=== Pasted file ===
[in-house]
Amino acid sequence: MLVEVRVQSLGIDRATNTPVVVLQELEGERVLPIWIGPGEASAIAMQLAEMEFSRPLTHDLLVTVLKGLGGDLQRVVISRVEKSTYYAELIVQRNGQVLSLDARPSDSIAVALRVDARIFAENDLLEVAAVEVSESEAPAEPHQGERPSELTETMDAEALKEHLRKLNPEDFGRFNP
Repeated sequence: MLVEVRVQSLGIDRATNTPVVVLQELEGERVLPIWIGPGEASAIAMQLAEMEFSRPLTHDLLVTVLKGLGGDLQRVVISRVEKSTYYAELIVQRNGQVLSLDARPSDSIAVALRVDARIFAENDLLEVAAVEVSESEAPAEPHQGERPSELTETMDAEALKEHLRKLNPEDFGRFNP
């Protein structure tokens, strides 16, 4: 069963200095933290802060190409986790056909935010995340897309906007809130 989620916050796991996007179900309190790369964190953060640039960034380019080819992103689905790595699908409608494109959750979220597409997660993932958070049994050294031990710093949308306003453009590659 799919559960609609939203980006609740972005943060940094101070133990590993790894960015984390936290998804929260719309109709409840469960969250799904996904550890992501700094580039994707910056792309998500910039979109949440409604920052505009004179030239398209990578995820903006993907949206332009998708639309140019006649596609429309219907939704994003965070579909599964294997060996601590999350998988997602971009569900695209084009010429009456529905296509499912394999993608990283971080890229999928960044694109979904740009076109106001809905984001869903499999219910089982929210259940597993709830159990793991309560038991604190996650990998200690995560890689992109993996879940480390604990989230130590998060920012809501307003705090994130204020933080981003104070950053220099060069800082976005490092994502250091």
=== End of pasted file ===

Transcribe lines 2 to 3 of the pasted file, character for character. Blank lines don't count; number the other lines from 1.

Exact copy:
Amino acid sequence: MLVEVRVQSLGIDRATNTPVVVLQELEGERVLPIWIGPGEASAIAMQLAEMEFSRPLTHDLLVTVLKGLGGDLQRVVISRVEKSTYYAELIVQRNGQVLSLDARPSDSIAVALRVDARIFAENDLLEVAAVEVSESEAPAEPHQGERPSELTETMDAEALKEHLRKLNPEDFGRFNP
Repeated sequence: MLVEVRVQSLGIDRATNTPVVVLQELEGERVLPIWIGPGEASAIAMQLAEMEFSRPLTHDLLVTVLKGLGGDLQRVVISRVEKSTYYAELIVQRNGQVLSLDARPSDSIAVALRVDARIFAENDLLEVAAVEVSESEAPAEPHQGERPSELTETMDAEALKEHLRKLNPEDFGRFNP